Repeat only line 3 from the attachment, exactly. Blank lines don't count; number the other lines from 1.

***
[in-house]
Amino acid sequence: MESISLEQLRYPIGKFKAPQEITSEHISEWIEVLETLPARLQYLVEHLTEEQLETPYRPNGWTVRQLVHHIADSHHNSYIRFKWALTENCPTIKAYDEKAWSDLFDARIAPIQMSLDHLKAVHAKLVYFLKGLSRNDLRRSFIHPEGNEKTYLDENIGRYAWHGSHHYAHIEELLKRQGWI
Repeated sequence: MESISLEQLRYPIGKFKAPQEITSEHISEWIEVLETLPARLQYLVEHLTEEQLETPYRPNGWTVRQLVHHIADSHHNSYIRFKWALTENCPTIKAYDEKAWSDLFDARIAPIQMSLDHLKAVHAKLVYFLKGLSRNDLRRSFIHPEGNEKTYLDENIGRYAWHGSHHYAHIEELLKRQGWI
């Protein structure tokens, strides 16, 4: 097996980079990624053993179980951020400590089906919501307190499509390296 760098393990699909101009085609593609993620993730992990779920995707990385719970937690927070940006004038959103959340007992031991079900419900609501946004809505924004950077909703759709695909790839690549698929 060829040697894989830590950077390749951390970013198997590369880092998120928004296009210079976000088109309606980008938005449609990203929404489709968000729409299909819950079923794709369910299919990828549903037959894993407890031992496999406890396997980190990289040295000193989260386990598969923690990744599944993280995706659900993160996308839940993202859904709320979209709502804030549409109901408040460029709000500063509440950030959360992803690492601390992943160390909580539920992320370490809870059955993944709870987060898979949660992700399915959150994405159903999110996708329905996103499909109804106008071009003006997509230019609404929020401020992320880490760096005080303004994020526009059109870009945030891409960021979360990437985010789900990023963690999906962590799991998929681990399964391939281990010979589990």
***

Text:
Repeated sequence: MESISLEQLRYPIGKFKAPQEITSEHISEWIEVLETLPARLQYLVEHLTEEQLETPYRPNGWTVRQLVHHIADSHHNSYIRFKWALTENCPTIKAYDEKAWSDLFDARIAPIQMSLDHLKAVHAKLVYFLKGLSRNDLRRSFIHPEGNEKTYLDENIGRYAWHGSHHYAHIEELLKRQGWI